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Possible Evolution of Technology Education in Architecture Schools
Construction of Tectonics for the Postindustrial World: Proceedings of the 1996 ACSA European Conference, May 25-29 (1996)
  • Mark DeKay, University of Tennessee, Knoxville
Abstract
Architects, educators, and students recognize the environmental impacts of buildings, but architectural education has repeatedly failed to graduate students who can design buildings that reduce these environmental impacts. Design education has so far been incapable of addressing problems associated with the environmental crisis: 1) technical incompetence of graduates; 2)ecological illiteracy of graduates; 3) deep cultural divisions in schools between design and technical perspectives. This paper proposes that the causes of this failure are a combination of content, structural and methodological problems with current curricula. These include: 1) predominant use of a mechanistic paradigm; 2) disconnection of technology from design; 3) narrow reliance on scientific and analytic methods. The paper outlines an evolutionary method of understanding necessary shifts, proposing content, structural and methodological evolutions across three levels of perception: rational, mythological and evolutionary.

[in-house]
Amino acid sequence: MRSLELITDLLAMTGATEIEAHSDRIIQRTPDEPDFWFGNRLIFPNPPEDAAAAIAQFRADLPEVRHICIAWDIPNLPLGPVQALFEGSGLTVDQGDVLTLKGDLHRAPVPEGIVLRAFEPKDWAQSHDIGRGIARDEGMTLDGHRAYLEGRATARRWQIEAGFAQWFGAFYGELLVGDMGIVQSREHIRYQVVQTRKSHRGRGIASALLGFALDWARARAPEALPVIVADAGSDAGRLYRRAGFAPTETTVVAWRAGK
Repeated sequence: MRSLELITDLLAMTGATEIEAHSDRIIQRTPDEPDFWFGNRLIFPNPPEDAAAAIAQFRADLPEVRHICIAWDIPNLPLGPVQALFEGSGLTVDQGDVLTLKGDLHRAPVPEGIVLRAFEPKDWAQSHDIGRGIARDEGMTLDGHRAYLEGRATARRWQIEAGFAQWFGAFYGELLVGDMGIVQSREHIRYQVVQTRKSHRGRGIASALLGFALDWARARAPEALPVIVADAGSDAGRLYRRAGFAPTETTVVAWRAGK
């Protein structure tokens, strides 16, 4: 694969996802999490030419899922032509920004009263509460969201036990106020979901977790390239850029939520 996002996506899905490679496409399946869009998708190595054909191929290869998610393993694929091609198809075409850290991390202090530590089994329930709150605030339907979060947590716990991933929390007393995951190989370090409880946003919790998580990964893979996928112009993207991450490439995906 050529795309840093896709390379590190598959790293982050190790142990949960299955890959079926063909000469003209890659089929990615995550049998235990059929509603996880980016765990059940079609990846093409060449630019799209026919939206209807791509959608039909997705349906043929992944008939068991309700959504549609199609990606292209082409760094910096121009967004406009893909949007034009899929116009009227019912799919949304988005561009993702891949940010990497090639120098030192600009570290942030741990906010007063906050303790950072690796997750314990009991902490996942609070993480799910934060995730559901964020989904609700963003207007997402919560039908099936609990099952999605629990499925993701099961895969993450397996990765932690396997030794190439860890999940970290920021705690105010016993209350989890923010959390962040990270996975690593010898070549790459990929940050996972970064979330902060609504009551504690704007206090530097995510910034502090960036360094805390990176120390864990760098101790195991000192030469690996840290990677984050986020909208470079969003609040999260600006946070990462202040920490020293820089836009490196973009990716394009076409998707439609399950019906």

Publication Date
May, 1996
Citation Information
Mark DeKay. "Possible Evolution of Technology Education in Architecture Schools" Construction of Tectonics for the Postindustrial World: Proceedings of the 1996 ACSA European Conference, May 25-29 (1996)
Available at: http://works.bepress.com/mark_dekay/13/